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Choline can be made in the body through a process that requires the amino acid methionine, vitamins B12 and B6, folate, and betaine (the oxidized form of choline), but we usually get most of the choline we need from food. Egg yolks, soybeans, and organ meats like beef liver are rich sources (mainly in the form of lecithin). Fish, chicken, wheat germ, butter, and some vegetables, nuts, seeds, legumes, and whole grains also contain lecithin, and lecithin is widely used as a food additive.
Despite the body’s ability to produce some choline, a choline-deficient diet has been shown to have detrimental effects on health. Fatty liver disease is a major consequence of choline deficiency, and early research suggests that low choline intake during pregnancy increases the risk of neural tube defects.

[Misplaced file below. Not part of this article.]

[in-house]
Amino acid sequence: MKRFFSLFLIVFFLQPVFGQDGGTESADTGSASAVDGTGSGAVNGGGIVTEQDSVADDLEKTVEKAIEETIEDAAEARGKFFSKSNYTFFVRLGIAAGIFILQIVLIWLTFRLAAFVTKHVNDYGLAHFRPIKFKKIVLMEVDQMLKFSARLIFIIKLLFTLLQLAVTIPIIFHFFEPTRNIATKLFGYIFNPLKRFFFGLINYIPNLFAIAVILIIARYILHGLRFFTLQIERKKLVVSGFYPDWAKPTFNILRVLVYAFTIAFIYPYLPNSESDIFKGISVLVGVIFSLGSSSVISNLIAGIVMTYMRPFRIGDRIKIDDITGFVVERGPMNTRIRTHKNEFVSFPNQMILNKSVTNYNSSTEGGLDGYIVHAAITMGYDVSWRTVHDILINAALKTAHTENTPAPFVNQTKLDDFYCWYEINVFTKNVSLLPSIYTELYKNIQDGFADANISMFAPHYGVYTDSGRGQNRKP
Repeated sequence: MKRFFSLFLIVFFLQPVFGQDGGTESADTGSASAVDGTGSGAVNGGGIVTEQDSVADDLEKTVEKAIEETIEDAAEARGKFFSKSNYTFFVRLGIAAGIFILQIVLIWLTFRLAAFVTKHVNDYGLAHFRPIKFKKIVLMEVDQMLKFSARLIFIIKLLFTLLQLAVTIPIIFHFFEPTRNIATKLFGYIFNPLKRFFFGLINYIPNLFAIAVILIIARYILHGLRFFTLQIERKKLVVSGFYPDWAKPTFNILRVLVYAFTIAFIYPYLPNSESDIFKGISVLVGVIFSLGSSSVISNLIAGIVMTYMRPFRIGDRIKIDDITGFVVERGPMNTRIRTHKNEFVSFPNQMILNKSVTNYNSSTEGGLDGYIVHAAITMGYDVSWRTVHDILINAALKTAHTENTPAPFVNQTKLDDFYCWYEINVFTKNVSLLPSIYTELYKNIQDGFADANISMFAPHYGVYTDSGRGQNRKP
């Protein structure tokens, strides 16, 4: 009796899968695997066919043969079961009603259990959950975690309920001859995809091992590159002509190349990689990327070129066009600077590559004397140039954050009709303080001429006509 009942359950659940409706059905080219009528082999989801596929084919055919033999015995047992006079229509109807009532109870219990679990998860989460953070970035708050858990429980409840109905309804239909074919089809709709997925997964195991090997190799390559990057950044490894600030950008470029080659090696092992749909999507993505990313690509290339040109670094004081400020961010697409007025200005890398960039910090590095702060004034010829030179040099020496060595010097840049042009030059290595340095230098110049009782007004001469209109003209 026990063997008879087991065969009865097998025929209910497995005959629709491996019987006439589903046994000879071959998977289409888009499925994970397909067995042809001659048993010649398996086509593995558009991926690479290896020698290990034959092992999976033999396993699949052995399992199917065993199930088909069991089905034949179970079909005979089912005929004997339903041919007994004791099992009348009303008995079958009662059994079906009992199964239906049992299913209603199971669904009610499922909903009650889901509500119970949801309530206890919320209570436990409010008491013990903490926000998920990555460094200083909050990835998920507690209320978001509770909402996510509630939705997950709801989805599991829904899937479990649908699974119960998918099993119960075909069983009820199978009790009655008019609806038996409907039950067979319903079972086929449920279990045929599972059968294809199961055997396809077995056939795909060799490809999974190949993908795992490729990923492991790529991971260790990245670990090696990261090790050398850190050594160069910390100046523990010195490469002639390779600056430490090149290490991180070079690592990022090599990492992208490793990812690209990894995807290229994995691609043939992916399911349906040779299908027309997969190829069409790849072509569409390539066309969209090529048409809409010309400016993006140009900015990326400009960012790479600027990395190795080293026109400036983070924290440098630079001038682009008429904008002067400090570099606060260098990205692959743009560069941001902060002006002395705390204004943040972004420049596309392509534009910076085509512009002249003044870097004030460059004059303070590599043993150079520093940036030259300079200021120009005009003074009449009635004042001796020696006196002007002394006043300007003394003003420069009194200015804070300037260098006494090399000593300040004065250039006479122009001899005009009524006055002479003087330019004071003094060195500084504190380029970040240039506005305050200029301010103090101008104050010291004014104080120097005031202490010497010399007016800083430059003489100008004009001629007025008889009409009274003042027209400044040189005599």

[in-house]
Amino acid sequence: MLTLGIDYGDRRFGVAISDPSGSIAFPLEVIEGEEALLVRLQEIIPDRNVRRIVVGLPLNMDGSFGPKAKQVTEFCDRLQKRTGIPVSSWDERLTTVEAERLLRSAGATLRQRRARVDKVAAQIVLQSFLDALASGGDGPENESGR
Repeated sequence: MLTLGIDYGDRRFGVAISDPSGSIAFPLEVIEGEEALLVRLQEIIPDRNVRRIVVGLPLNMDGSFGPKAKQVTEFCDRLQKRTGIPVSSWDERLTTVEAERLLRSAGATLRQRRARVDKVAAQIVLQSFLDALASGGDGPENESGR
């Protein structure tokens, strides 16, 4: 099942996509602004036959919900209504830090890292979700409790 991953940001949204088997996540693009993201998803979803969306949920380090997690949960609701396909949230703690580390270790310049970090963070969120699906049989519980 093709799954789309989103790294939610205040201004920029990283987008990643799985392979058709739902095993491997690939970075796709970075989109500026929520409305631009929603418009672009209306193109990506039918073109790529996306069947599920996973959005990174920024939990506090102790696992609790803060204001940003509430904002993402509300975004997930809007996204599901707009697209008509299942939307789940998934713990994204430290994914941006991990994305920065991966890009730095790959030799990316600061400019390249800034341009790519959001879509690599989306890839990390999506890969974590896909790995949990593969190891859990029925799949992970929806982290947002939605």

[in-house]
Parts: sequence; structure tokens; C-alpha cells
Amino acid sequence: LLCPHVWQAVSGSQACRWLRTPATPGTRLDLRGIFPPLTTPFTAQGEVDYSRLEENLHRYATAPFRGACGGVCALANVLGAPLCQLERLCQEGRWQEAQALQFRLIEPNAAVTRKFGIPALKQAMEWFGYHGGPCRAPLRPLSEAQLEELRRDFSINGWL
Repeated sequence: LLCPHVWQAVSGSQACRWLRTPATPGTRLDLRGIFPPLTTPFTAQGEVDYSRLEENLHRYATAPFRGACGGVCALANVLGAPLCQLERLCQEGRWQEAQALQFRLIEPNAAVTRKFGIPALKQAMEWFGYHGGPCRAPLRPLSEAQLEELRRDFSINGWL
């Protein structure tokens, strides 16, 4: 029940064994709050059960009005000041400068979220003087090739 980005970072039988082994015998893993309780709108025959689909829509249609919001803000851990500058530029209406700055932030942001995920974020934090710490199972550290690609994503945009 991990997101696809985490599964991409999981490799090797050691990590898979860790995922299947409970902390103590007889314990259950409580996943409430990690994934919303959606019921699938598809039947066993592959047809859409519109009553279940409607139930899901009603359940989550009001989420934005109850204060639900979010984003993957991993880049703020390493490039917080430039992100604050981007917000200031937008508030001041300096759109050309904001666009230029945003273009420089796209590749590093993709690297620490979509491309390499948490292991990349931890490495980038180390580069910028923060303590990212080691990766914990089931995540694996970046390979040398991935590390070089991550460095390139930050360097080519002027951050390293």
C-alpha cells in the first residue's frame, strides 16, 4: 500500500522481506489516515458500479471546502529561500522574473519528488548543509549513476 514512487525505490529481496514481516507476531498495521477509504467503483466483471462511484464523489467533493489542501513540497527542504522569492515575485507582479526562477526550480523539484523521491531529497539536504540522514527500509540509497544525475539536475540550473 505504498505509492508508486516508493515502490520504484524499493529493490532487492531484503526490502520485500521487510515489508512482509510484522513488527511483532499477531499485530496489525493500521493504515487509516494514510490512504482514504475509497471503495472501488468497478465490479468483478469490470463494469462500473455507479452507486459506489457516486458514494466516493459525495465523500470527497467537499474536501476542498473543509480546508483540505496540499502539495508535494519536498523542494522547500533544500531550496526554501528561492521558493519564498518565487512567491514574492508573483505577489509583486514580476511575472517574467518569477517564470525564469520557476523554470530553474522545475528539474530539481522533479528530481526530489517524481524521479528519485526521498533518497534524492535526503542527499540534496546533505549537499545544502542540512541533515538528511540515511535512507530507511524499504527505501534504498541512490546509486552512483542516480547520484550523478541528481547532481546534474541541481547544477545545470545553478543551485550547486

On balance, the evidence shows that getting enough choline is necessary for good health, and the value of supplemental choline for specific health conditions deserves further exploration.
The report reviewed the evidence supporting three popular health claims for choline and lecithin supplements:
Other evidence shows that choline supplements may help prevent gallstones and reduce liver damage in people exposed to harmful chemicals, excessive alcohol, and certain viruses. “Choline is a dietary and cellular component that plays important roles in the metabolism and normal functioning of cells,” the report states. “There is an increasing body of evidence that may eventually lead to the establishment of choline as an essential nutrient in humans.”
(J Am Diet Assoc 2010;110:1162–5)
Maureen Williams, ND, received her bachelor’s degree from the University of Pennsylvania and her Doctorate of Naturopathic Medicine from Bastyr University in Seattle, WA. She has a private practice on Cortes Island in British Columbia, Canada, and has done extensive work with traditional herbal medicine in Guatemala and Honduras. Dr. Williams is a regular contributor to Healthnotes Newswire.